Monica Enand was born in West Virginia, and grew up in Charlotte, North Carolina.
"My family immigrated here from India. I was born in the U.S., but all my older brothers and sister were born in India, and my parents were born in India," she said.
The family believed in working hard and getting good grades.
"I think it's not uncommon for Indian families and Asian families in general to be pretty focused on education, and my family was no different," Enand said. "I think there was a lot of emphasis on technology, on math and science. Everybody in my family is an engineer."
She became an engineer as well, and wound up at the prestigious Carnegie Mellon University in Pittsburgh.
"When you were a sophomore or freshman, they'd say, 'Look right. Look left. Only one of you will be at graduation,'" she said.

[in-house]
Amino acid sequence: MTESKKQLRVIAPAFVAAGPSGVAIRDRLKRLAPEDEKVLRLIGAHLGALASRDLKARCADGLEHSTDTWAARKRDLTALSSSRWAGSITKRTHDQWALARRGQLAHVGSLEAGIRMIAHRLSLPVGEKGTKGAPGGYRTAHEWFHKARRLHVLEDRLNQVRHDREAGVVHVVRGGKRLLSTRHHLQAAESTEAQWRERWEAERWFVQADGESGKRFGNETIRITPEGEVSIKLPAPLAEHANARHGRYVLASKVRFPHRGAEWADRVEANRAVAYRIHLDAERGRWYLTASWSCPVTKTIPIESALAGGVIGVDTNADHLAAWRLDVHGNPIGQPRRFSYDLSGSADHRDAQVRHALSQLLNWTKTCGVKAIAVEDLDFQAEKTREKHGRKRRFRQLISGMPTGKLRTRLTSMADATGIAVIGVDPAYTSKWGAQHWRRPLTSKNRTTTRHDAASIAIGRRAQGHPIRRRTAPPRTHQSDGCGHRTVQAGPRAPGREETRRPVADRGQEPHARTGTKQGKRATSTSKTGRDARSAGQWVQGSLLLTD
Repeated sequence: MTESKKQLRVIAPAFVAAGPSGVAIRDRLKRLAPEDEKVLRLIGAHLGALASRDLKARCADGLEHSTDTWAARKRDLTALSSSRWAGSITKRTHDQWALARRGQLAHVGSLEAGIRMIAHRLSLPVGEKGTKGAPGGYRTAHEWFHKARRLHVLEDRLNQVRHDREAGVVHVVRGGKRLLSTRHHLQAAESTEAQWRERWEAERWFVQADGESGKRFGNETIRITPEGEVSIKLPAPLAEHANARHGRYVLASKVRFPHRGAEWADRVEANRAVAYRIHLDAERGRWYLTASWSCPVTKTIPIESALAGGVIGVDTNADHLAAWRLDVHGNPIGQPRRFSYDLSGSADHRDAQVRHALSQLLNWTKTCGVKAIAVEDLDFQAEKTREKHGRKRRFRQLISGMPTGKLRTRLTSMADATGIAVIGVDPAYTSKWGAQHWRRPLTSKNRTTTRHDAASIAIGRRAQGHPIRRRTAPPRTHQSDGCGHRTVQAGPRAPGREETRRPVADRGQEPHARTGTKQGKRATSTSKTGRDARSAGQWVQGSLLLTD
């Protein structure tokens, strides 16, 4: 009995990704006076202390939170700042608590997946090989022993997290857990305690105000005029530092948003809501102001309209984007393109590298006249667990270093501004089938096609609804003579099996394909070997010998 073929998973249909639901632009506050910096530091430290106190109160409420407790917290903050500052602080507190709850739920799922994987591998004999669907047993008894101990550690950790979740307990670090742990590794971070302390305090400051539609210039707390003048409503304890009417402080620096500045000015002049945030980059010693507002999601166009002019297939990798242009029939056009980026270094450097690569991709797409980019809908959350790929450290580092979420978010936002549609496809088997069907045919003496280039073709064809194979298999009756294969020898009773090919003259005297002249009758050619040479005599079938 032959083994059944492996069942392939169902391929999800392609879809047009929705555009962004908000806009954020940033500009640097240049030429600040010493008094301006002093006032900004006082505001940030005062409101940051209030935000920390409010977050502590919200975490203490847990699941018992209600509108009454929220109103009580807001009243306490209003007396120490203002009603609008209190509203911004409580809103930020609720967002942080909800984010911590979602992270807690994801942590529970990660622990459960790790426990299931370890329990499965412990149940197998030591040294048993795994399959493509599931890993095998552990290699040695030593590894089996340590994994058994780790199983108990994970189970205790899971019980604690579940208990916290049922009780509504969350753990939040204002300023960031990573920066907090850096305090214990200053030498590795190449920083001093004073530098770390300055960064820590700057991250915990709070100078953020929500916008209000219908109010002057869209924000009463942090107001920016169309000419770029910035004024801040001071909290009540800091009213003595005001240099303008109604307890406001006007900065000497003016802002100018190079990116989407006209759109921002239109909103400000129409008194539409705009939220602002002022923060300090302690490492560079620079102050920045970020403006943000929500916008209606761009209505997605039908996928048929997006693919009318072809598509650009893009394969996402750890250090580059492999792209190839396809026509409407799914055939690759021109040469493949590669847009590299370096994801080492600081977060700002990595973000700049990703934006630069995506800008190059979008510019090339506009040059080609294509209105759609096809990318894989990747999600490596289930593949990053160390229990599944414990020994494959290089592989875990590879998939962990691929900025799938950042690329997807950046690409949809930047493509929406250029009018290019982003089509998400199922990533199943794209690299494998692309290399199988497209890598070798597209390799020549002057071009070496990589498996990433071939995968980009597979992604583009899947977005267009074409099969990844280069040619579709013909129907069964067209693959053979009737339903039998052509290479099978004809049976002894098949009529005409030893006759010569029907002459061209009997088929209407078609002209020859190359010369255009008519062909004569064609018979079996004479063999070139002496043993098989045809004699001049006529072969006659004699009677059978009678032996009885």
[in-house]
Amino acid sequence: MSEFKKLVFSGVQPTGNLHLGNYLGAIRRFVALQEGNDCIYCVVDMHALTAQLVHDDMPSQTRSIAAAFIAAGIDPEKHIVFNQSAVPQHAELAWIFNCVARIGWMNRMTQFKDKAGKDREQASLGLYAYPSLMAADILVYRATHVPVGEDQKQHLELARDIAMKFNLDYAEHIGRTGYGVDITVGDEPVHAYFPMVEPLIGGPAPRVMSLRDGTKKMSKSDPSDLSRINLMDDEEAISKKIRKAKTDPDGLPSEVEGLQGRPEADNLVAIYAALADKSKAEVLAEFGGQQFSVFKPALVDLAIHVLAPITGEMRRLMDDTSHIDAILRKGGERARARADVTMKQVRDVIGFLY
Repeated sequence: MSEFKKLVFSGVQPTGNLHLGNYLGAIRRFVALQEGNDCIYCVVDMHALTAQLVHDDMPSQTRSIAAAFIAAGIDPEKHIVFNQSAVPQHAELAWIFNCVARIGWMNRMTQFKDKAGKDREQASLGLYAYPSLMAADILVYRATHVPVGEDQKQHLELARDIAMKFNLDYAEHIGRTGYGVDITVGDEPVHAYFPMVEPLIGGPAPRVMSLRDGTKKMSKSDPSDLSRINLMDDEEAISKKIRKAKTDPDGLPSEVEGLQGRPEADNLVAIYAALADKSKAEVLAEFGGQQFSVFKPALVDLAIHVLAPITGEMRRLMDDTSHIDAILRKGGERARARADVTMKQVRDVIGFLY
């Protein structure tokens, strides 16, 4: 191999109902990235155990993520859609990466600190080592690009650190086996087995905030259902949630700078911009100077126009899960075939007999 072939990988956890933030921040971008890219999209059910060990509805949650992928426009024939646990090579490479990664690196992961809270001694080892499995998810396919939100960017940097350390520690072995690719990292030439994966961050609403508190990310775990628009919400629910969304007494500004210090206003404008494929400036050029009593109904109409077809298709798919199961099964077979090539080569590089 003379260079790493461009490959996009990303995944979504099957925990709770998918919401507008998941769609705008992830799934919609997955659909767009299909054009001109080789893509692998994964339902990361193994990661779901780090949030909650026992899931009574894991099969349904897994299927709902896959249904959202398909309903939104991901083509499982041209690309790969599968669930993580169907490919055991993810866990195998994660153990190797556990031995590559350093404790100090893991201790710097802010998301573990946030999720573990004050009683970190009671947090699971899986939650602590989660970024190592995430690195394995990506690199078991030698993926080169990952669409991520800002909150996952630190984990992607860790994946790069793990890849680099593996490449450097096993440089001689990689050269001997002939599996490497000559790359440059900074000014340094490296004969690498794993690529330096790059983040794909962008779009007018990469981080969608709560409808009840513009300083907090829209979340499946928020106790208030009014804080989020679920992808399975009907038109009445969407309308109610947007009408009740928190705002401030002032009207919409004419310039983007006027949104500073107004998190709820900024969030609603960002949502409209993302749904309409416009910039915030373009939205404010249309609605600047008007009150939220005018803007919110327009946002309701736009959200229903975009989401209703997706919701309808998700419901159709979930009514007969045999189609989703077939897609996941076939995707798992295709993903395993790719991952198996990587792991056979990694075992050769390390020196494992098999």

She survived and graduated with an engineering degree.
"I was definitely not top of my class at Carnegie Mellon," she said with a laugh.
An internship at Intel in Hillsboro brought her to Oregon in the early 90s.
It was intimidating and inspiring.
"You know, I look back and I am so grateful that I was part of that team," she said. Enand was one of the few women working on her team and remembers several men being kind and helpful.
She also remembers a culture that included some sexism.
"You know, I didn’t feel it at the time. I thought best idea wins and everybody worked together. I think there were little things that I probably came to just not notice. I used to get asked frequently how the copier worked or to do things," she said.